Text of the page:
July 20, 2015

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Week(end) Pattering for July 20, 2015-- Post Con Links

** Call me "Sal Paradise" because I'm on the road!  (I always find that a little Jack Kerouac humor goes a long way with the kids.)
“the only people for me are the mad ones, the ones who are mad to live, mad to talk, mad to be saved, desirous of everything at the same time, the ones who never yawn or say a commonplace thing, but burn, burn, burn like fabulous yellow roman candles exploding like spiders across the stars.”
** In case you haven't noticed, this is a few days late because I spent the better part of a weekend driving to see Civil War LARPers.  Only they go for the respectful name of "re-enactors."  Sounds legit when they put it that way.

** This past week the world was in post-SDCC malaise.  Everything big comic-wise was announced leading up to SDCC but there was one big piece of news announced early during San Diego that has surprisingly not gotten a lot of play.  On the Thursday of the big show, it was announced that B.P.R.D. cowriter John Arcudi would be leaving the Mignolaverse books later on this year. Arcudi has a 10+ year run working with Mike Mignola on The B.P.R.D. and various other related books and helped architect the end of the world with Mignola.

With all of the writing for the past 10 years credited to both Mignola and Arcudi, it's sometimes tough to tell exactly what's Arcudi's doing and what's Mignola's.  At a very high level, Mignola seems to be the overall vision setter of everything that happens while Arcudi is the one that makes it happen.   Arcudi's maybe even been the sensible one who has kept everything focused and moving forward.  It will be weird to see B.P.R.D. books without Arcudi's name on them.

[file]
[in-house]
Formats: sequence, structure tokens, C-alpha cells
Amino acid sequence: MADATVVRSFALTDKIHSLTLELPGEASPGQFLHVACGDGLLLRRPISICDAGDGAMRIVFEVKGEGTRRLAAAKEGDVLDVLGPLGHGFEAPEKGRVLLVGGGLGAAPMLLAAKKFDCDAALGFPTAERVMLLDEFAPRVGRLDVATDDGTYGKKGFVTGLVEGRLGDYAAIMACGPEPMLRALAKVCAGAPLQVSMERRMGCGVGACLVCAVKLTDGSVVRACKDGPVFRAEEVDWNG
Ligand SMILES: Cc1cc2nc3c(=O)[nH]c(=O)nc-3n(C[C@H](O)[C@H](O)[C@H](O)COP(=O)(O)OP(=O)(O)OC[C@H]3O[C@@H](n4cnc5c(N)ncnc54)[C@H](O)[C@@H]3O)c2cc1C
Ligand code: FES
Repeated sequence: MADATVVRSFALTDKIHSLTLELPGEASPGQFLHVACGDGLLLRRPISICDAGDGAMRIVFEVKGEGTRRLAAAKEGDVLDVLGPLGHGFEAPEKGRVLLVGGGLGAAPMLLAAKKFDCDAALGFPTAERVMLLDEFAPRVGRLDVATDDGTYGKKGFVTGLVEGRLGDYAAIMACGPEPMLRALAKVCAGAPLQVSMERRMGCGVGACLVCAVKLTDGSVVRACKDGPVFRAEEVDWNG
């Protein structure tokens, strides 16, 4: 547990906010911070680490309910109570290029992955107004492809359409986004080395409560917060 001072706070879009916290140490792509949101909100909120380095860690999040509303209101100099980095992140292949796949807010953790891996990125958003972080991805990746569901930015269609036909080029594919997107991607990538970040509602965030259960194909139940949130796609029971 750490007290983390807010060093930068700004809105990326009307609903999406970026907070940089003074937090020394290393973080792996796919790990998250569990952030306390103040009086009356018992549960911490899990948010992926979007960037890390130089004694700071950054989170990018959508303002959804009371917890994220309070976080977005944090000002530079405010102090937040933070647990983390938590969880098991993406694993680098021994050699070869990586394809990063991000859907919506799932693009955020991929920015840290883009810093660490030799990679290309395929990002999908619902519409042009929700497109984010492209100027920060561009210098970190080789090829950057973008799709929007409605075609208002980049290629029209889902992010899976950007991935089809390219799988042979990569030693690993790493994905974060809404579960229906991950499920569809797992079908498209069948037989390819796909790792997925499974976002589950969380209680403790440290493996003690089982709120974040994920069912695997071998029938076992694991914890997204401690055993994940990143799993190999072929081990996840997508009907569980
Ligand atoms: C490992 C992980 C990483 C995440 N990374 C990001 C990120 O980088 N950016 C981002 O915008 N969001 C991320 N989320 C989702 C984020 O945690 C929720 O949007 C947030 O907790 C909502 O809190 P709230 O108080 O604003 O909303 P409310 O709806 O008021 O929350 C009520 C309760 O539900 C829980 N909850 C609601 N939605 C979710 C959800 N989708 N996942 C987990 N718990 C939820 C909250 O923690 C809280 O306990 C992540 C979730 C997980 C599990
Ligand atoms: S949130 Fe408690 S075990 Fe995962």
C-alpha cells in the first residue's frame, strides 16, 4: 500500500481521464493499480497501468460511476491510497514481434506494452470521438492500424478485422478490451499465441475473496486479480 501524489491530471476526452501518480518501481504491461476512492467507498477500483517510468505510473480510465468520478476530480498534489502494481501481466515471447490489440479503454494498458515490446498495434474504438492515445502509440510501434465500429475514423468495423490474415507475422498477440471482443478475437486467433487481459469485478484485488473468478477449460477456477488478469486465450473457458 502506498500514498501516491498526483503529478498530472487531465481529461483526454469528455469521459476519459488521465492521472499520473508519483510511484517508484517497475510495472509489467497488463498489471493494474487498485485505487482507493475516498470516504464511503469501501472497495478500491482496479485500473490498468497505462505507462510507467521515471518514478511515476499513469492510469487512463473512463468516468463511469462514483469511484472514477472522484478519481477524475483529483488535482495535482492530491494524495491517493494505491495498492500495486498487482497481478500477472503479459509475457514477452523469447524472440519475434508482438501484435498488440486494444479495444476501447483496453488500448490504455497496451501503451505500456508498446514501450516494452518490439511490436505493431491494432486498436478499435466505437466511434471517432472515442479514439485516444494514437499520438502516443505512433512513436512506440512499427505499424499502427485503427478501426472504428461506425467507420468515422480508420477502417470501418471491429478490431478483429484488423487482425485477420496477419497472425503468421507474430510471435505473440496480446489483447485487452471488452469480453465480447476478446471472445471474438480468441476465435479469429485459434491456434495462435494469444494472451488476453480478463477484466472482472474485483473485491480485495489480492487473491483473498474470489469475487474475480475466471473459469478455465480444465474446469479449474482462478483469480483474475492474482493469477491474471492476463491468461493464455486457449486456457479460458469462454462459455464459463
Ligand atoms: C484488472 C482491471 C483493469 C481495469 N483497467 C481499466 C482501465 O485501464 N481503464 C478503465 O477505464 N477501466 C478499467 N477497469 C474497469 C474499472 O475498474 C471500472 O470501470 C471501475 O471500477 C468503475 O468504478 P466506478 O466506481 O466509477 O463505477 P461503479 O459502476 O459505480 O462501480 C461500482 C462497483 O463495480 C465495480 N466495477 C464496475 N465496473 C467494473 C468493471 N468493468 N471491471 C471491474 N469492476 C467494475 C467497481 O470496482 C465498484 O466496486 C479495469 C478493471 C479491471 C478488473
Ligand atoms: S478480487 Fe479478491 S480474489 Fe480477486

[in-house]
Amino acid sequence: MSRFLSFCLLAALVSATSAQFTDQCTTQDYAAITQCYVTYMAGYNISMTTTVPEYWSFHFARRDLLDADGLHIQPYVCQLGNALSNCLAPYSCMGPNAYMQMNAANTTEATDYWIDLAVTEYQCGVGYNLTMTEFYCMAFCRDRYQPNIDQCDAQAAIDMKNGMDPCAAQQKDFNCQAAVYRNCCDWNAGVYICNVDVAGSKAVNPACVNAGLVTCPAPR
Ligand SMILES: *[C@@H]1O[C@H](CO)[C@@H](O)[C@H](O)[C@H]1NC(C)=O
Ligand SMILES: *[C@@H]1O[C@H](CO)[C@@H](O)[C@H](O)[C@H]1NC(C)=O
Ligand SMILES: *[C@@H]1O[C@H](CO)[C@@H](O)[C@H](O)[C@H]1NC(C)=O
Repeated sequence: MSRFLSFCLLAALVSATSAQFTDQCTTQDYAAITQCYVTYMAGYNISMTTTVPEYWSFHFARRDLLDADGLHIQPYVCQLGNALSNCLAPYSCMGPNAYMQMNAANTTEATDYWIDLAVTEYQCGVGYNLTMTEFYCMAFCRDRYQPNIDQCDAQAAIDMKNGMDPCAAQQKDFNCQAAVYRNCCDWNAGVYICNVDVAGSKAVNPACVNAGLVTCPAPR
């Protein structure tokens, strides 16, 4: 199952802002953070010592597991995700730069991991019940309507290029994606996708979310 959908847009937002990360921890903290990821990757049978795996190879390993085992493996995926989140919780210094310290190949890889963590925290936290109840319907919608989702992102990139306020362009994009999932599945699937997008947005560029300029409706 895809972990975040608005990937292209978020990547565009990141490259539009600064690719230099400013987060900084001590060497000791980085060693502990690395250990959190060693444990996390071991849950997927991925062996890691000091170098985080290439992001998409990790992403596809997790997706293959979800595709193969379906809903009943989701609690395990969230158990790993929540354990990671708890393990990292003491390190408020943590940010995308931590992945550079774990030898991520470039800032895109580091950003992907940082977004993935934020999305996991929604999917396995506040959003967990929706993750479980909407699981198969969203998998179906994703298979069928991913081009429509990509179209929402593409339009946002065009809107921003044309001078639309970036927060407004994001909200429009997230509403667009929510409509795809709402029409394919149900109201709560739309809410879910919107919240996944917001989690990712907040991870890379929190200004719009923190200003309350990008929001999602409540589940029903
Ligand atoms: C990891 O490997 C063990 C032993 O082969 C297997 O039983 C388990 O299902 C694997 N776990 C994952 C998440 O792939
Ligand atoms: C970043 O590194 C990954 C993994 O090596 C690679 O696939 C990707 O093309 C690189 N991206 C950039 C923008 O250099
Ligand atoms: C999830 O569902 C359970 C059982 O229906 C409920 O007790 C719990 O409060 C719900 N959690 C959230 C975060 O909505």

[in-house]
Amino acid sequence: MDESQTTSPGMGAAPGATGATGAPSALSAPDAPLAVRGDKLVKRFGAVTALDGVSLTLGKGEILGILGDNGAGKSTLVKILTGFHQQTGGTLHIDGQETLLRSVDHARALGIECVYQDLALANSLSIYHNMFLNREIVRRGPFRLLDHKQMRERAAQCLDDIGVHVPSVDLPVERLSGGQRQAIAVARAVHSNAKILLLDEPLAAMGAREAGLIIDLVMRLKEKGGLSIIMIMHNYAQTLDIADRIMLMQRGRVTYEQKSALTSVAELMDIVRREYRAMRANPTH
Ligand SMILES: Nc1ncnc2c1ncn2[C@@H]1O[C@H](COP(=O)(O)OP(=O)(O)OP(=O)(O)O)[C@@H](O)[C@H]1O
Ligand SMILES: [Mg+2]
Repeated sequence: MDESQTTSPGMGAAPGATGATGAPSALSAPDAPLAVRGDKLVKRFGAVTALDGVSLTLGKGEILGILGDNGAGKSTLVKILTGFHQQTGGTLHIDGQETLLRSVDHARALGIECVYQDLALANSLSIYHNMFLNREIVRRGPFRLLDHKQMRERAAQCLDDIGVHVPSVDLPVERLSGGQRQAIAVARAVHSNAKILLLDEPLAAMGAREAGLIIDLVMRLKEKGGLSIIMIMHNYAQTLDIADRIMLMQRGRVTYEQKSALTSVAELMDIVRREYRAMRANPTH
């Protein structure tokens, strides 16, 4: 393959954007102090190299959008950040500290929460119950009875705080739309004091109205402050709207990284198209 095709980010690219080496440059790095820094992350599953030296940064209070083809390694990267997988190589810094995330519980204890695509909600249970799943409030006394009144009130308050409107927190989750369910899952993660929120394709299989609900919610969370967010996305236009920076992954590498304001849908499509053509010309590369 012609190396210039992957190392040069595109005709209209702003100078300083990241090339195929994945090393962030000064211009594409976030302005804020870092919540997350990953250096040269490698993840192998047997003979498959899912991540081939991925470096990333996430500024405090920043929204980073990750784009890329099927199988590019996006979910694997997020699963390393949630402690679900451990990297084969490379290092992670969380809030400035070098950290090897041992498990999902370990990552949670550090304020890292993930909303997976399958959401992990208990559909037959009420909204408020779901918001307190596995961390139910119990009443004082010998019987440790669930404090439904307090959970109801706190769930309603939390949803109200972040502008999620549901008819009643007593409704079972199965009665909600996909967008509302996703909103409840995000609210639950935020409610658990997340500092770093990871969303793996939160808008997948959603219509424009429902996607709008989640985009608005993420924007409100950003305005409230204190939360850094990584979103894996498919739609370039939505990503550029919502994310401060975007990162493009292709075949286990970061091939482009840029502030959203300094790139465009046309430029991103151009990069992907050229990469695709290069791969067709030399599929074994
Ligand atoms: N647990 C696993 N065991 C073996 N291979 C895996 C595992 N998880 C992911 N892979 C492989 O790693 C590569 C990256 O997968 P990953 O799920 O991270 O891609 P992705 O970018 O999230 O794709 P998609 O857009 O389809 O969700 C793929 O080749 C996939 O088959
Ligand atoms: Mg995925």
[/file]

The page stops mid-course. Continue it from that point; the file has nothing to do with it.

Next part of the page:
Along with the news that Arcudi is leaving, announcements were made that Chris Roberson and Paolo Rivera would be joining Mignola on a new Hellboy and the B.P.R.D. comic. So that's exciting as well.



**Eddie Campbell talks to Paste about the first omnibus of his Bacchus series that was just released by Top Shelf Comix.  If you've seen his Alec omnibus The Year Has Pants, this new Bacchus collection is just about the same size.
Despite the mythological trappings, there’s plenty of the ordinary in “Bacchus.” At its heart the title is mostly about two men-Bacchus and Simpson-drinking, philosophizing, traveling and swapping stories. Simpson in particular speaks with a hyper-literate specificity that seems to suggest he might be Campbell’s surrogate in this world, but Campbell says there’s plenty of himself in Bacchus too.

“They’re probably the light and dark of my personality,” he says. “That bookish side of me comes out in Simpson, and when I’ve had two or three gin and tonics the other side comes out.”
** After this week's reveal of Marvel's hip-hop variant covers, David Brothers wrote about the poorly thought-out execution of this particularly when looking at Marvel's track record of hiring black creators.
Axel Alonso said Marvel has been in a long dialogue with rap music, but that isn’t true. It’s a long monologue, from rap to Marvel, with Marvel never really giving back like it should or could. Break the Chain was decades ago, you know? (I did appreciate the Aesop Rock shout-outs in Zeb Wells & Skottie Young’s fantastic New Warriors from way back, however!)